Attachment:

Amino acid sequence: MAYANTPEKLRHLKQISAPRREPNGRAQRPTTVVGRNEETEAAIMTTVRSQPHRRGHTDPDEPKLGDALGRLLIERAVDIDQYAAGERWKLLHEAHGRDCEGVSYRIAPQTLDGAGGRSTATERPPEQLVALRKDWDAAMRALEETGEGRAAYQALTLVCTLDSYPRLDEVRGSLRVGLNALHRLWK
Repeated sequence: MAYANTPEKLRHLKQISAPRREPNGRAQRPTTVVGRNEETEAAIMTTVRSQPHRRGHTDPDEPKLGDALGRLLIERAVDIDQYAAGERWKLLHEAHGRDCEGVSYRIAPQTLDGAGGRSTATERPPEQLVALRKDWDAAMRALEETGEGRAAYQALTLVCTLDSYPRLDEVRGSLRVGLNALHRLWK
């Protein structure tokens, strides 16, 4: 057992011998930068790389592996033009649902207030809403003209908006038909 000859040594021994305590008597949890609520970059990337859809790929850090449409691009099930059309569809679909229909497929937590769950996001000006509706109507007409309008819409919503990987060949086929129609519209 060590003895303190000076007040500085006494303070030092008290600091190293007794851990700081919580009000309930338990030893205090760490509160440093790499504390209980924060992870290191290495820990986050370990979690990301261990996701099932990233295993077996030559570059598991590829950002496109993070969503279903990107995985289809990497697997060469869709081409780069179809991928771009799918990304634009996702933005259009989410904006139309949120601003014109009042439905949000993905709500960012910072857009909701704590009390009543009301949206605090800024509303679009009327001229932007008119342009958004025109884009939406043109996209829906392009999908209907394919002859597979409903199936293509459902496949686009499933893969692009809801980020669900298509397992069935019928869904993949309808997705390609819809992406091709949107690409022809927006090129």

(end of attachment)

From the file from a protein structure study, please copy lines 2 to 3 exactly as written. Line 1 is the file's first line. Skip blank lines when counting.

Repeated sequence: MAYANTPEKLRHLKQISAPRREPNGRAQRPTTVVGRNEETEAAIMTTVRSQPHRRGHTDPDEPKLGDALGRLLIERAVDIDQYAAGERWKLLHEAHGRDCEGVSYRIAPQTLDGAGGRSTATERPPEQLVALRKDWDAAMRALEETGEGRAAYQALTLVCTLDSYPRLDEVRGSLRVGLNALHRLWK
């Protein structure tokens, strides 16, 4: 057992011998930068790389592996033009649902207030809403003209908006038909 000859040594021994305590008597949890609520970059990337859809790929850090449409691009099930059309569809679909229909497929937590769950996001000006509706109507007409309008819409919503990987060949086929129609519209 060590003895303190000076007040500085006494303070030092008290600091190293007794851990700081919580009000309930338990030893205090760490509160440093790499504390209980924060992870290191290495820990986050370990979690990301261990996701099932990233295993077996030559570059598991590829950002496109993070969503279903990107995985289809990497697997060469869709081409780069179809991928771009799918990304634009996702933005259009989410904006139309949120601003014109009042439905949000993905709500960012910072857009909701704590009390009543009301949206605090800024509303679009009327001229932007008119342009958004025109884009939406043109996209829906392009999908209907394919002859597979409903199936293509459902496949686009499933893969692009809801980020669900298509397992069935019928869904993949309808997705390609819809992406091709949107690409022809927006090129």